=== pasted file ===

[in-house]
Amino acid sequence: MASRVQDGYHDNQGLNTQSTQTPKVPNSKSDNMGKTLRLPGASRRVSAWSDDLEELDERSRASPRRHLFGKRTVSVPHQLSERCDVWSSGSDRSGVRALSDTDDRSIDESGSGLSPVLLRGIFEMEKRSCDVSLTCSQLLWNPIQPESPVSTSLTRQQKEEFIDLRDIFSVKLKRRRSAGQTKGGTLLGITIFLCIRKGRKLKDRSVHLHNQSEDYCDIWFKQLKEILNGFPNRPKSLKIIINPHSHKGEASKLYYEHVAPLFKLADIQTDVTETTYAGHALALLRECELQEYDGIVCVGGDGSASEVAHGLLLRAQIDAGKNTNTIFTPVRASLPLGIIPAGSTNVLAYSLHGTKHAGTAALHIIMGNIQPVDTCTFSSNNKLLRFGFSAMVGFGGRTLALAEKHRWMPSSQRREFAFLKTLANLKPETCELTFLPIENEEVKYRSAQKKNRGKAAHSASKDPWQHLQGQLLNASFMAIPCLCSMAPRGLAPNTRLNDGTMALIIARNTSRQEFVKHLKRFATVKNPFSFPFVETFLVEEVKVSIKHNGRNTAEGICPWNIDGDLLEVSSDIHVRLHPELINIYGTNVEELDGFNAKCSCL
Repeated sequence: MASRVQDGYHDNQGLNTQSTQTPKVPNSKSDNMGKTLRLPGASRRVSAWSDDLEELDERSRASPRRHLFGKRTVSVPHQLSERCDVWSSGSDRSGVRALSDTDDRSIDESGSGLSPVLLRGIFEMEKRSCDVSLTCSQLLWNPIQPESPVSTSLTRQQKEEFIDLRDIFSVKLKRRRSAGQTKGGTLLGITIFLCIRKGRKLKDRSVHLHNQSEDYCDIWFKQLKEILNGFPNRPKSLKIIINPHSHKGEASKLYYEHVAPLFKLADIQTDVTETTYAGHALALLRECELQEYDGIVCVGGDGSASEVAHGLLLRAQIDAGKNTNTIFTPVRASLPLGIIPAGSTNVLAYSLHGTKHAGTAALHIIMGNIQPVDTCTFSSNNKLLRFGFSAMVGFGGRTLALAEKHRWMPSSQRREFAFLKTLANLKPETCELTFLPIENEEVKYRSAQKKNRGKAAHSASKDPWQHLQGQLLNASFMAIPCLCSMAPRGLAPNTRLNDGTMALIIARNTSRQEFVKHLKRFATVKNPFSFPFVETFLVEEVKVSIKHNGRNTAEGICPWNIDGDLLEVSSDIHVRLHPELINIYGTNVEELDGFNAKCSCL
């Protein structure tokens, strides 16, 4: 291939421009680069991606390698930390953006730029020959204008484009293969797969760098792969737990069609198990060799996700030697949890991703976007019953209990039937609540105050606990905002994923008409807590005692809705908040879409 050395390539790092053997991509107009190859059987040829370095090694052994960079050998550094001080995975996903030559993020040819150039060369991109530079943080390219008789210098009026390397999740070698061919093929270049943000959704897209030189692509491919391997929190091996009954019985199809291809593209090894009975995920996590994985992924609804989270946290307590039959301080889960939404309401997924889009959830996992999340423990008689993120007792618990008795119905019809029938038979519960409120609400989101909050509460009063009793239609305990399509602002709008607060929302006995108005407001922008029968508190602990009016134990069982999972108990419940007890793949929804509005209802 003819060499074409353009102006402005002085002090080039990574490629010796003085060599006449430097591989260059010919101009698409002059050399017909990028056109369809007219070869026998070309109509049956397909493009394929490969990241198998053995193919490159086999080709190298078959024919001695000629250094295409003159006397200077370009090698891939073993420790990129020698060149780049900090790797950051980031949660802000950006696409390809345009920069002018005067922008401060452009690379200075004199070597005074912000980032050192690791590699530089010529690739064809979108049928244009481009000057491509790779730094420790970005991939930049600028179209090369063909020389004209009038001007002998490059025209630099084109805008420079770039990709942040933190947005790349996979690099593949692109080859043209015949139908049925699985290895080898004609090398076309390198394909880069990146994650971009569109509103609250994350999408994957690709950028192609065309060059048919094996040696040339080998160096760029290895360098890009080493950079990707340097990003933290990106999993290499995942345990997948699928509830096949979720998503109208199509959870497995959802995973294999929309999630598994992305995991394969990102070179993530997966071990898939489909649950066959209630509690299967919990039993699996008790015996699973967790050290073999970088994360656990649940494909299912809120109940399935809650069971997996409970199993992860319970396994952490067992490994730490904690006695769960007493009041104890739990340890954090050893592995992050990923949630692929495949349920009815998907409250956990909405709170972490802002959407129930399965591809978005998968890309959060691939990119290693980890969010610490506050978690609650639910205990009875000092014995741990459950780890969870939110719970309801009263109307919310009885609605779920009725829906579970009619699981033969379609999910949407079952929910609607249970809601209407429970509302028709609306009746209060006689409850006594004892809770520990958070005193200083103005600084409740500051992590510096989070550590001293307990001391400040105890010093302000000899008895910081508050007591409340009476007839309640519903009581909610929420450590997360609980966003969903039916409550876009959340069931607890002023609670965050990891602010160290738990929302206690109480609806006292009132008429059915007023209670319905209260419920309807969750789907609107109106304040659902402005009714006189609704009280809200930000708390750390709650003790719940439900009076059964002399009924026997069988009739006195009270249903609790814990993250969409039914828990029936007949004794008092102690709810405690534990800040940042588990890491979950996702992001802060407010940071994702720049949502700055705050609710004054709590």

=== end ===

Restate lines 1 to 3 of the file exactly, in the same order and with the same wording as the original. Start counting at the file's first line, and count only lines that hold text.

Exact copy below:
[in-house]
Amino acid sequence: MASRVQDGYHDNQGLNTQSTQTPKVPNSKSDNMGKTLRLPGASRRVSAWSDDLEELDERSRASPRRHLFGKRTVSVPHQLSERCDVWSSGSDRSGVRALSDTDDRSIDESGSGLSPVLLRGIFEMEKRSCDVSLTCSQLLWNPIQPESPVSTSLTRQQKEEFIDLRDIFSVKLKRRRSAGQTKGGTLLGITIFLCIRKGRKLKDRSVHLHNQSEDYCDIWFKQLKEILNGFPNRPKSLKIIINPHSHKGEASKLYYEHVAPLFKLADIQTDVTETTYAGHALALLRECELQEYDGIVCVGGDGSASEVAHGLLLRAQIDAGKNTNTIFTPVRASLPLGIIPAGSTNVLAYSLHGTKHAGTAALHIIMGNIQPVDTCTFSSNNKLLRFGFSAMVGFGGRTLALAEKHRWMPSSQRREFAFLKTLANLKPETCELTFLPIENEEVKYRSAQKKNRGKAAHSASKDPWQHLQGQLLNASFMAIPCLCSMAPRGLAPNTRLNDGTMALIIARNTSRQEFVKHLKRFATVKNPFSFPFVETFLVEEVKVSIKHNGRNTAEGICPWNIDGDLLEVSSDIHVRLHPELINIYGTNVEELDGFNAKCSCL
Repeated sequence: MASRVQDGYHDNQGLNTQSTQTPKVPNSKSDNMGKTLRLPGASRRVSAWSDDLEELDERSRASPRRHLFGKRTVSVPHQLSERCDVWSSGSDRSGVRALSDTDDRSIDESGSGLSPVLLRGIFEMEKRSCDVSLTCSQLLWNPIQPESPVSTSLTRQQKEEFIDLRDIFSVKLKRRRSAGQTKGGTLLGITIFLCIRKGRKLKDRSVHLHNQSEDYCDIWFKQLKEILNGFPNRPKSLKIIINPHSHKGEASKLYYEHVAPLFKLADIQTDVTETTYAGHALALLRECELQEYDGIVCVGGDGSASEVAHGLLLRAQIDAGKNTNTIFTPVRASLPLGIIPAGSTNVLAYSLHGTKHAGTAALHIIMGNIQPVDTCTFSSNNKLLRFGFSAMVGFGGRTLALAEKHRWMPSSQRREFAFLKTLANLKPETCELTFLPIENEEVKYRSAQKKNRGKAAHSASKDPWQHLQGQLLNASFMAIPCLCSMAPRGLAPNTRLNDGTMALIIARNTSRQEFVKHLKRFATVKNPFSFPFVETFLVEEVKVSIKHNGRNTAEGICPWNIDGDLLEVSSDIHVRLHPELINIYGTNVEELDGFNAKCSCL